Periconceptional smoking delays embryonic development and affects birth outcomes

March 02, 2022

3 minute read


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According to results published in human reproduction.

“Maternal smoking is known to cause adverse pregnancy outcomes such as smaller fetal growth measurements and lower birth weight,” Melek Rousian, PhD, the principal investigator of the OB/GYN department of Erasmus MC, University Medical Center Rotterdam, the Netherlands, told Healio. “We were interested in a more comprehensive examination of the human embryo rather than just embryonic growth parameters such as crown-rump length.”


“The impact of maternal smoking in the periconceptional period cannot be retrieved later in pregnancy.” Melek Rousian, PhD

Rousian and colleagues recruited 689 women – 96 of whom smoked – with an ongoing singleton pregnancy of less than 8 weeks’ gestation between 2010 and 2018 and followed up to 1 year postpartum.

Participants underwent serial transvaginal 3D ultrasounds between the 6th and 12th week of gestation. The researchers used measurements taken during ultrasound scans – which were performed weekly from 2010 to 2013 and every two weeks after 2013 – to assess morphological development. They assigned Carnegie Stages 12 through 23 based on internal and external development.

Rousian and his colleagues determined second-trimester development using head, abdomen, and femur measurements available in medical records. They used birth weight to assess ongoing development.

Participants reported sociodemographic information, medical history, and lifestyle behaviors through questionnaires; the researchers asked about specific smoking habits, such as the number of cigarettes smoked daily and quitting, if any.

Periconceptional smoking, measured in cigarettes per day, had a nonsignificant association with delayed Carnegie stage. Smoking 10 or more cigarettes a day was most strongly associated with developmental delays, delaying the final Carnegie stage by 0.9 days.

The number of cigarettes smoked per day showed a significant association with morphological developmental delays in women who conceived by in vitro fertilization or intracytoplasmic sperm injection, or ICSI, but did not show a significant association in women who conceived naturally.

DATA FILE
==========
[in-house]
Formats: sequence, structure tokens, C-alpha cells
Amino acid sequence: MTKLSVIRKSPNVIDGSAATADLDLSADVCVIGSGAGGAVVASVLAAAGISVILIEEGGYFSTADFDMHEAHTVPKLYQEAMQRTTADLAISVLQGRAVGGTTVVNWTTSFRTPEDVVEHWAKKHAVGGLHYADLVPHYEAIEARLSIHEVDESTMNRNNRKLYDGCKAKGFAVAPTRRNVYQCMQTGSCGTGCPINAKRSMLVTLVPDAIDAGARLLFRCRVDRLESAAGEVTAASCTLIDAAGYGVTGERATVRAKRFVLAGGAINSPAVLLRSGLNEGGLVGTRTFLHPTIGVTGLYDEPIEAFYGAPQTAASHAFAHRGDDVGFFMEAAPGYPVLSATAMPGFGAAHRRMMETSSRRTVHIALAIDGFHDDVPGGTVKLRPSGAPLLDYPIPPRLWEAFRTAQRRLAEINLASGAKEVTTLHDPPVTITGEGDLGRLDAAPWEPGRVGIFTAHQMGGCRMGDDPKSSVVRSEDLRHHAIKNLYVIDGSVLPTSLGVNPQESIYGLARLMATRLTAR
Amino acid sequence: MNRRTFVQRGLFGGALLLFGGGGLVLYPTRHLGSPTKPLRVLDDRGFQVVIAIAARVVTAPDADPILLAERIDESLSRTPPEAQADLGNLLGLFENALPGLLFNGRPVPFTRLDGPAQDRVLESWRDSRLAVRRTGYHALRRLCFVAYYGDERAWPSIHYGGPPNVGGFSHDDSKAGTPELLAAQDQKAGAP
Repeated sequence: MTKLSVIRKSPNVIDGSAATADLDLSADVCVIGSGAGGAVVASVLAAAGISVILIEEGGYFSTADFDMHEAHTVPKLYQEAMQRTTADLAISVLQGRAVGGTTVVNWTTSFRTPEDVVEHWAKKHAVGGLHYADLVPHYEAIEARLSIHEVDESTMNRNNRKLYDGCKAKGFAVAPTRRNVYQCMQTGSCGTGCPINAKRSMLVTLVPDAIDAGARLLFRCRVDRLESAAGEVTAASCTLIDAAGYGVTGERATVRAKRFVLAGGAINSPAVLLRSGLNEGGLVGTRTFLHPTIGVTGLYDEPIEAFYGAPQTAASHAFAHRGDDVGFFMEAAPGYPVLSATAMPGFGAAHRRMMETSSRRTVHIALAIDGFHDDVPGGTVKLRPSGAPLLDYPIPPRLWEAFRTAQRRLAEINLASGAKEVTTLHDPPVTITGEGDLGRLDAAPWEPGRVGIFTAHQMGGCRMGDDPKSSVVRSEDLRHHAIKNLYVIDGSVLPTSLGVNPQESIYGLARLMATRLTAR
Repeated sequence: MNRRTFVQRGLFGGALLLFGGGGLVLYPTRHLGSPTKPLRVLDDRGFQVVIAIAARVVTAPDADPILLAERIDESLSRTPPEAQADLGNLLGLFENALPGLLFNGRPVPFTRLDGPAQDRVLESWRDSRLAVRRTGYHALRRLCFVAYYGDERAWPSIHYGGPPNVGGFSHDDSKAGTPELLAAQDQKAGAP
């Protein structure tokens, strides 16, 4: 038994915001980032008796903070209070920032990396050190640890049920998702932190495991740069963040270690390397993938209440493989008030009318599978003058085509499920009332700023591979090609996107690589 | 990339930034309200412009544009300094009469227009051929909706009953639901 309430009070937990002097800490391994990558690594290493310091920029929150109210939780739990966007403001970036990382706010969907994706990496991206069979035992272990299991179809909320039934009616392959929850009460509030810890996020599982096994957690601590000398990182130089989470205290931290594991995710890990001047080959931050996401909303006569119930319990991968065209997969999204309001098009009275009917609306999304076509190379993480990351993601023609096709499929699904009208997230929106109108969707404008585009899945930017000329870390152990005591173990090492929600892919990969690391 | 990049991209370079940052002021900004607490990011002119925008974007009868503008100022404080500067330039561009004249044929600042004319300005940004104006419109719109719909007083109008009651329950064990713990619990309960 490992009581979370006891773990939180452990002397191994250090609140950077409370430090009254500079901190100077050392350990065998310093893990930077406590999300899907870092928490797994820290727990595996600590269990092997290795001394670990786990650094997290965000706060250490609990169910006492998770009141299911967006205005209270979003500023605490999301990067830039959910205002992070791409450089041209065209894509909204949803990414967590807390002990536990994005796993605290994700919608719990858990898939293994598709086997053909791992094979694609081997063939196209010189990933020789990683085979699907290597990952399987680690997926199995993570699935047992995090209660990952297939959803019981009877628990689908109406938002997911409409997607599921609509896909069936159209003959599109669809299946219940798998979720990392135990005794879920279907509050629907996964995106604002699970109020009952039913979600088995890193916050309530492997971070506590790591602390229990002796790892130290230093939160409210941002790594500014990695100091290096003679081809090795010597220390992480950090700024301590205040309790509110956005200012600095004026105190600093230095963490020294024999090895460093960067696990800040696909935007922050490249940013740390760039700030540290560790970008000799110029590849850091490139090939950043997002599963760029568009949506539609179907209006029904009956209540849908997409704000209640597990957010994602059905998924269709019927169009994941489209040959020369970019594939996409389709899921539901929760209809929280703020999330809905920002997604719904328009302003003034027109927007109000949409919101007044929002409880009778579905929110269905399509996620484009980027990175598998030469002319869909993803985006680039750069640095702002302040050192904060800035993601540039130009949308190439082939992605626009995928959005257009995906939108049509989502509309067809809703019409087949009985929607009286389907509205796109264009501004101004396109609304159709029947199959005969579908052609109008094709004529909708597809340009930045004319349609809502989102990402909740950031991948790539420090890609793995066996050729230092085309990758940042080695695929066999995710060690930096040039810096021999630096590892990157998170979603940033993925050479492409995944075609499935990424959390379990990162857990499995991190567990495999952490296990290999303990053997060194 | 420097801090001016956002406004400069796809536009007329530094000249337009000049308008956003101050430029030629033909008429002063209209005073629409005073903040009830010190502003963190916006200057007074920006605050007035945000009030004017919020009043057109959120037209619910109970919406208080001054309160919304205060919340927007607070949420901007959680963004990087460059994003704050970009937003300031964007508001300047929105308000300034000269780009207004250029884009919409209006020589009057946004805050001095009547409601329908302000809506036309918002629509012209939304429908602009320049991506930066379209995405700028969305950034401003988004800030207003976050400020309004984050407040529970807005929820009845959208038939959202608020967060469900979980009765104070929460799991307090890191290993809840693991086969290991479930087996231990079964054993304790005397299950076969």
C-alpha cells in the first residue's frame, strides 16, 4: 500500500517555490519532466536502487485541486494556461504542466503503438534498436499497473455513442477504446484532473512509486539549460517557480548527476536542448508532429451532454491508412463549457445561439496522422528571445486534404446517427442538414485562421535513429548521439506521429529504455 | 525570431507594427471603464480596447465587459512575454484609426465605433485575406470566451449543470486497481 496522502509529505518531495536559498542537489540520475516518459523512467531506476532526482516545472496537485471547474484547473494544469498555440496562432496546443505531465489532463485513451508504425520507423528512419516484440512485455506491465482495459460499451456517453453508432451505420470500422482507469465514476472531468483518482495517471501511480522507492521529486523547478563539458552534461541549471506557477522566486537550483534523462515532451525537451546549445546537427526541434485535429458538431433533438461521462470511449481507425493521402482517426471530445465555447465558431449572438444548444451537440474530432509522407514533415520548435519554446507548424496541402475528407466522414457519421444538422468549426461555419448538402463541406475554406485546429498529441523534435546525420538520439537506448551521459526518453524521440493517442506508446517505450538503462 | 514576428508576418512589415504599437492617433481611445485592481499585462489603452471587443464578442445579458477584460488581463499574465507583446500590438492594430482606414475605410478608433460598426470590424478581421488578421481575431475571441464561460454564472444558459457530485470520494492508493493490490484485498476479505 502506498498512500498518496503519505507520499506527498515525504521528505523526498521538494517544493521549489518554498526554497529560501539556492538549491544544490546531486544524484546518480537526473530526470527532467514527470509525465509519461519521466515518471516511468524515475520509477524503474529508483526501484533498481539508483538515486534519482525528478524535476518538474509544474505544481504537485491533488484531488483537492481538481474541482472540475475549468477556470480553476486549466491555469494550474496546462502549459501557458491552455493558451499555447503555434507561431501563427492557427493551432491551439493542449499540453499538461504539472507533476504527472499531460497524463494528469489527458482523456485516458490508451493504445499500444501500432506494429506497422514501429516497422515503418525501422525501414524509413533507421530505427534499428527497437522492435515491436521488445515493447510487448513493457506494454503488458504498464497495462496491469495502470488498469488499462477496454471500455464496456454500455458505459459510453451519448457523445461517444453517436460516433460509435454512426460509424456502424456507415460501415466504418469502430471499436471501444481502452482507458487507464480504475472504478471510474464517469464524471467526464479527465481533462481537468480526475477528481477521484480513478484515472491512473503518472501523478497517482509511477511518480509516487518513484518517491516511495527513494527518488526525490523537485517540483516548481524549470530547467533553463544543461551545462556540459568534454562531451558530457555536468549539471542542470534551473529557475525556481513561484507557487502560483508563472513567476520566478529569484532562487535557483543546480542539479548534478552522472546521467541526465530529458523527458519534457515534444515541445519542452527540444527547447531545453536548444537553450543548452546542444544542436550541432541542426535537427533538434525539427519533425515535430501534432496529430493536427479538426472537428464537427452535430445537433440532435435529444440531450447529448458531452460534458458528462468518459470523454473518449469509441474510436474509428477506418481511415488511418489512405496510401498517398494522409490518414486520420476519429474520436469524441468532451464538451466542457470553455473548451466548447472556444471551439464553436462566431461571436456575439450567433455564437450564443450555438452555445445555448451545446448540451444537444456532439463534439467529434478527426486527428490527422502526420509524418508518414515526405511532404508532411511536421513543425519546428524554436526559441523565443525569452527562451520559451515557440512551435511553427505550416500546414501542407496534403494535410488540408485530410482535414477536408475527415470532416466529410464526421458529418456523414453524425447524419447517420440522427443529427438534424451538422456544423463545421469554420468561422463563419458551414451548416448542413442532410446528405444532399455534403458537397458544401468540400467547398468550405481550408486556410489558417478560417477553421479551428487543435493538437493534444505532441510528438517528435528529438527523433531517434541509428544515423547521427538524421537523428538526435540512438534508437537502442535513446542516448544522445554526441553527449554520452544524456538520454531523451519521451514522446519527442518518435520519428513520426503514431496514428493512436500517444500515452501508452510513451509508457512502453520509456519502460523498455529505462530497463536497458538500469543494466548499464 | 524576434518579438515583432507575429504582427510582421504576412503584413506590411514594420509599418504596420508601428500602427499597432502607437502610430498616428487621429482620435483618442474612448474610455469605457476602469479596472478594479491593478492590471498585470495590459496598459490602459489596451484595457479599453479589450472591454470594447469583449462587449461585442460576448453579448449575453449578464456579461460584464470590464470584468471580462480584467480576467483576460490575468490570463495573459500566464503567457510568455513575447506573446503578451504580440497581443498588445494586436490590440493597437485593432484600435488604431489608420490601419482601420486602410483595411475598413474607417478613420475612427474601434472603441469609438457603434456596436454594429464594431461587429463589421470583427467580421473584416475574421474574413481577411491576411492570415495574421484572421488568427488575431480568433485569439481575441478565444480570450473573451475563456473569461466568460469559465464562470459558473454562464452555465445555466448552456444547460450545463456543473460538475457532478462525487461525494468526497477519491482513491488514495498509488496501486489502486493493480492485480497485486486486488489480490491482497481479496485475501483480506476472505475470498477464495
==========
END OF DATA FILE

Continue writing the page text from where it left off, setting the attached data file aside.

Among women who conceived by IVF/ICSI, those who smoked at least 10 cigarettes a day reached the final Carnegie stage 1.6 days later than the others.

“The compelling effect in the IVF/ICSI population may be due to very strict pregnancy dating,” Rousian said. “On the other hand, it is also said that due to the technique itself, IVF/ICSI pregnancies are more sensitive to external exposures. In addition, the effect of tobacco smoke could also be amplified in women achieving pregnancy after IVF/ICSI since these women were exposed to a combination of the risks associated with the assisted reproductive procedure and the compounds in tobacco smoke causing other developmental disabilities.

In the second trimester, the number of cigarettes smoked per day was significantly associated with shorter femur length, as well as lower birth weight with a dose-response effect. Smoking one to nine cigarettes a day during the second trimester was significantly associated with greater head circumference.

In unadjusted modeling, delayed morphological development explained up to 61.1% of the association between smoking and fetal growth and 6.3% of the association between smoking and birth weight, wrote Rousian and his colleagues.

“We were surprised to see that the delay in morphological development in the early embryonic stage of pregnancy had an effect on growth parameters later in pregnancy and even on birth weight,” Rousian said. “The impact of maternal smoking in the periconceptional period therefore cannot be recovered later in pregnancy. This may imply that we should advise women who are trying to conceive to quit smoking before pregnancy, as there is already a lasting adverse effect on the baby/fetus in the very early stages of pregnancy.

The study population was recruited from a tertiary referral center, so the results may be limited in generalizability, the researchers said. Self-reported smoking habits and the inability to examine morphological development more than 60 days after conception also limited the study.

“We were unable to examine the impact of quitting smoking or reducing the number of cigarettes. It would be very interesting to investigate the association between smoking cessation and embryonic development,” Rousian said. “In the future, we may be able to inform expectant parents using embryonic morphological development as a more reliable measure of health and development.”

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